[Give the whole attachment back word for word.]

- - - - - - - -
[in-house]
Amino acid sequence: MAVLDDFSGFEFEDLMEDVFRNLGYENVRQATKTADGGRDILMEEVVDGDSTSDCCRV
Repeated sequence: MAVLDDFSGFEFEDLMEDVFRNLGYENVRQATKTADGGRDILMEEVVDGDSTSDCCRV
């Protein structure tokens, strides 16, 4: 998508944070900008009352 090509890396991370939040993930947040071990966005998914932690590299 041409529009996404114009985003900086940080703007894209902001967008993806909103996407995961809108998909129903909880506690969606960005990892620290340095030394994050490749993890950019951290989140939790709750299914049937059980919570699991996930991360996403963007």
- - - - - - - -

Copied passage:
[in-house]
Amino acid sequence: MAVLDDFSGFEFEDLMEDVFRNLGYENVRQATKTADGGRDILMEEVVDGDSTSDCCRV
Repeated sequence: MAVLDDFSGFEFEDLMEDVFRNLGYENVRQATKTADGGRDILMEEVVDGDSTSDCCRV
């Protein structure tokens, strides 16, 4: 998508944070900008009352 090509890396991370939040993930947040071990966005998914932690590299 041409529009996404114009985003900086940080703007894209902001967008993806909103996407995961809108998909129903909880506690969606960005990892620290340095030394994050490749993890950019951290989140939790709750299914049937059980919570699991996930991360996403963007």